WHAT­EVER HAP­PENED TO Af­ter­mar­ket fair­ings SPECIAL OF­FER GET MCN FOR JUST £7 A MONTH SUB­SCRIBE TO­DAY Sil­ver Dream Racer re­vis­ited AND BEN­E­FIT FROM OUR FAVOURITE B IKES ON TEST AWARD-WIN­NERS FIGHT IT OUT Visit ROSSI Call the hot­line NOW OUR FAVOURITE BIKES

Get MCN for just £7 a month when you pay by Di­rect Debit Or pay £97 for the year when you pay by credit/debit card/ Paypal FACT FILE Born Early 1950s High point Late 1970s Dis­ap­peared Late 1980s ( but ac­tu­ally they’re still around) Q Never miss­ing an iss

Motorcycle News (UK) - - New Bikes - By the late 70s and early 80s, LC boys lusted after the John Mock­ett-

It’s hard to pin­point the ge­n­e­sis of the fair­ing. Stan­ley Woods had a slanted num­ber board and at­tached clear screen on his Tt-win­ning Nor­ton in 1926 while, through the 1930s, the BMW and Brough, re­spec­tively, of land speed record chasers Ernst Henne and Eric Ferni­hough gained ever-in­creas­ing aero­dy­namic body­work. The Vin­cent Black Prince of 1954 came with a full fair­ing but for clean­li­ness not speed. Un­for­tu­nately the Steve­nage firm lost money on ev­ery one and just 200 were built. How­ever, from the early 1950s a num­ber of firms, most no­tably Avon, be­gan mak­ing af­ter­mar­ket fair­ings that would fit BSAS and Tri­umphs and be­came very pop­u­lar.

Avon? I thought they made tyres? No, you’re con­fus­ing them with Avon Tyres of Melk­sham, Wilt­shire, which was sold to US firm Cooper Tires in 1997. Avon fair­ings were pro­duced from the early 1950s by fi­bre­glass spe­cial­ists the Mitchenall Broth­ers of nearby Ames­bury. With stream­lined fair­ings be­com­ing com­mon on rac­ing ma­chines, sales took off and by 1956 they were sell­ing 1500 a week.

And what about Rick­man? That came a lit­tle later. Rick­man broth­ers Don and Derek found suc­cess first mak­ing scram­bler frame kits in the 1960s and later street sport­ster kits, com­plete with bodyk­its for Ja­panese mul­tis. They stopped mak­ing bikes in 1976 to fo­cus on af­ter­mar­ket fair­ings, top boxes, crash bars and the like.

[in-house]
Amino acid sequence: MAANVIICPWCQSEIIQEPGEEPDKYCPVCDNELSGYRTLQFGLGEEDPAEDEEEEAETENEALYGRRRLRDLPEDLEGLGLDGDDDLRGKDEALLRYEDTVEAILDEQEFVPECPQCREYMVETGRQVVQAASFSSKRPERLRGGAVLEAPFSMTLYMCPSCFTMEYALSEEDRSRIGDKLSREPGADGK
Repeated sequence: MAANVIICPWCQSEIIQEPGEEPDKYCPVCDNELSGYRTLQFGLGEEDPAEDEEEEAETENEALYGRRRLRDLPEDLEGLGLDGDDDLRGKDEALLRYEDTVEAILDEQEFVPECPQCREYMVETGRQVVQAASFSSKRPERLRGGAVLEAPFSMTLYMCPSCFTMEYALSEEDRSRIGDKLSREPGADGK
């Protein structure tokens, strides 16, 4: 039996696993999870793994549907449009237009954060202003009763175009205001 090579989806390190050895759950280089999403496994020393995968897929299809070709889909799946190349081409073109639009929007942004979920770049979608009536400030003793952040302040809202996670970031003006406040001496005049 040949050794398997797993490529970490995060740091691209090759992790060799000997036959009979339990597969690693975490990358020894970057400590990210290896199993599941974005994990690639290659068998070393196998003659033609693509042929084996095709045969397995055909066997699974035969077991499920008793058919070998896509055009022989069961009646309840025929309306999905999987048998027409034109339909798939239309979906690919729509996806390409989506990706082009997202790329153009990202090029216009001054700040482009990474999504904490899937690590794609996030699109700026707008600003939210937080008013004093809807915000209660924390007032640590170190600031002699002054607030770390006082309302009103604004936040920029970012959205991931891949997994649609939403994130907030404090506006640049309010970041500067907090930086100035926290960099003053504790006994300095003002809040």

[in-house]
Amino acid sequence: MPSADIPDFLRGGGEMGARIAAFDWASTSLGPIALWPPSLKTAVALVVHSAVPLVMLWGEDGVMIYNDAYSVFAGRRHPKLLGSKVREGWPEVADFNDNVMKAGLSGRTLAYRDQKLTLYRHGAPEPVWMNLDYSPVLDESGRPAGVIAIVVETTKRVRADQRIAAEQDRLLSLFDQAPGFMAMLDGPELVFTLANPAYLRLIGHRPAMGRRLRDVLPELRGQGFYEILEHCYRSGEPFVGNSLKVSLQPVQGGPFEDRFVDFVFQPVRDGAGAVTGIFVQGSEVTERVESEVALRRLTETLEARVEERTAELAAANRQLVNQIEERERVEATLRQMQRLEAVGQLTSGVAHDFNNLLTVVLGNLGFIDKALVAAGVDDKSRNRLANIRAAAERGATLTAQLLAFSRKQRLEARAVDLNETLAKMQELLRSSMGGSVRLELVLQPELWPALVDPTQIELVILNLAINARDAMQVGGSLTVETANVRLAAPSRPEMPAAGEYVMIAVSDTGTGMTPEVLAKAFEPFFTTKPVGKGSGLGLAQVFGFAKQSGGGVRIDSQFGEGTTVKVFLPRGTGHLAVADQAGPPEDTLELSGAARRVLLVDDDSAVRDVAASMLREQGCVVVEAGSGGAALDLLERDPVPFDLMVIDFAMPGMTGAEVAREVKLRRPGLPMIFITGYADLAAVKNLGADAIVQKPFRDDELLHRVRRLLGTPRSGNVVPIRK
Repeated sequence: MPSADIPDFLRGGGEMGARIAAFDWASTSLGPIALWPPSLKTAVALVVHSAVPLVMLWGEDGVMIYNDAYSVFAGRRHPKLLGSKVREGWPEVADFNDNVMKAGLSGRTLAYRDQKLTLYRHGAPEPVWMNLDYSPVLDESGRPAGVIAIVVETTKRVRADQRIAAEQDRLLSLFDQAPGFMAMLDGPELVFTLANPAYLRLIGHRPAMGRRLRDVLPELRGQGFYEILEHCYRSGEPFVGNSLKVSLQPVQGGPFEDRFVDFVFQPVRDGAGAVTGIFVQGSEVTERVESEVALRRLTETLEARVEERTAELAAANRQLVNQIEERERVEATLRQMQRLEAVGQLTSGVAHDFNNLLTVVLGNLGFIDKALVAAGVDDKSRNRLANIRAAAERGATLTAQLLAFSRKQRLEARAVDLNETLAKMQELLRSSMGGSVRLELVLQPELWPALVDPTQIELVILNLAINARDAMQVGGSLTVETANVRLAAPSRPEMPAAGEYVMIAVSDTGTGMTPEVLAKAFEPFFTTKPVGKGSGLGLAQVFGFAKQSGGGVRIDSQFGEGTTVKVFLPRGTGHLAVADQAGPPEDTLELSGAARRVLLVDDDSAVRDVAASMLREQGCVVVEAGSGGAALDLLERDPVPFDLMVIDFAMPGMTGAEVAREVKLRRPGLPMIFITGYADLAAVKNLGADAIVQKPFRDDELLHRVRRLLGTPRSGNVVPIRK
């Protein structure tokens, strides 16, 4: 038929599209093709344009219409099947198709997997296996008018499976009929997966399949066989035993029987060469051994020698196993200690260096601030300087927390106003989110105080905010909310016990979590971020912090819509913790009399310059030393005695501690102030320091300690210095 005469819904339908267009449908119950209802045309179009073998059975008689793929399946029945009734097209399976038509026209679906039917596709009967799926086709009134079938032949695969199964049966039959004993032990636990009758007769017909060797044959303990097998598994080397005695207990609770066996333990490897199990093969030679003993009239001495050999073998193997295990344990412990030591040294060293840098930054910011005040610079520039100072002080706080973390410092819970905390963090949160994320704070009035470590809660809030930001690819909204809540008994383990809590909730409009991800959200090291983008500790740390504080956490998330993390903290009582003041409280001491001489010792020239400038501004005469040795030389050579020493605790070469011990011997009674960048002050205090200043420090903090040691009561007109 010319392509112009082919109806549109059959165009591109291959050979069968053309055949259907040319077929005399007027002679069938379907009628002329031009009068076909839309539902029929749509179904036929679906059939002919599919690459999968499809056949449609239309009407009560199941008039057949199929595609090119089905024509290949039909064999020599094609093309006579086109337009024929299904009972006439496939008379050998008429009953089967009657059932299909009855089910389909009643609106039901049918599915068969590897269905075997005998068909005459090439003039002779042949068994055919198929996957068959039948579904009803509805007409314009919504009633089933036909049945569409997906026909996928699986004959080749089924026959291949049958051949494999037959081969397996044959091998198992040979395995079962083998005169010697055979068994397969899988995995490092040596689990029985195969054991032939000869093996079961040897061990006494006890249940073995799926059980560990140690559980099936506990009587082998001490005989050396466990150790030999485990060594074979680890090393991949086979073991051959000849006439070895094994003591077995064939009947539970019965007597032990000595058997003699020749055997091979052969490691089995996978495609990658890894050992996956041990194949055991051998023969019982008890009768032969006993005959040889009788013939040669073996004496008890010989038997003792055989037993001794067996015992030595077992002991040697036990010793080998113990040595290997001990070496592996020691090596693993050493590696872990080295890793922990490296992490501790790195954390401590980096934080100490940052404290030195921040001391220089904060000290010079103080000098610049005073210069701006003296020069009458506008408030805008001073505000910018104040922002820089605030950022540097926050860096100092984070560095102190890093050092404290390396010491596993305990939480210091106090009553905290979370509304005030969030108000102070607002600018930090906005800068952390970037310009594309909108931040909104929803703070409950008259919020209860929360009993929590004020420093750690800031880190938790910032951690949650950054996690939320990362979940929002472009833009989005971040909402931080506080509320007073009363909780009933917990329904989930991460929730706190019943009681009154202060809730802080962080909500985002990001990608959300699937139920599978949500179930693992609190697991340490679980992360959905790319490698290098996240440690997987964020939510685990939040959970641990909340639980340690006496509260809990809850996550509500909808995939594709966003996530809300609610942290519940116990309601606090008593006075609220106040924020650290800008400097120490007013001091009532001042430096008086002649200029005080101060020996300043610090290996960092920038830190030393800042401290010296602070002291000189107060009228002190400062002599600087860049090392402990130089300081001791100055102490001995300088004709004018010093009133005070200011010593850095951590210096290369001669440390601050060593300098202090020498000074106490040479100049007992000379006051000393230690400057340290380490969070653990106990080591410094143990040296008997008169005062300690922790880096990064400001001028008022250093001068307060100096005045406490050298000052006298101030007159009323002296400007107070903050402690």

So all this was just in the UK? The USA got into them in the 1970s, too. Craig Vet­ter of Tri­umph X75 Hur­ri­cane fame made his first in 1966 fol­lowed in 1970 by the uni­ver­sal­fit Wind­jam­mer. This proved such a suc­cess with tour­ing types on their new, naked Ja­panese mul­tis that he sold over 500,000 of them.

Any­one else? By the mid-1970s dozens of fair­ing brands had sprung up. France had Mo­tode­sign, Ger­many had Krauser, Aus­tralia La Parisi­enne (fa­mous for the fair­ing on Goose’s Z1 in Mad Max).

They were start­ing to get stylish by then… Most were plain, white and vul­gar, es­pe­cially the tour­ing of­fer­ings, but the sports ones, and es­pe­cially the full bodyk­its by the likes of Rick­man and Dun­stall, were about as good as it got… de­signed ‘Pro Ams’; if you had a Honda Su­per­dream it was much im­proved with an In­vader han­dle­bar fair­ing, and there were the Ian Dyson Su­per­body kits...

The Ian Dyson what? They were the most gor­geous full body fair­ing kits for the likes of the Suzuki

PRINT ONLY DIG­I­TAL ONLY PRINT & DIG­I­TAL Ð Vet­ter sold 500,000 Wind­jam­mer fair­ings

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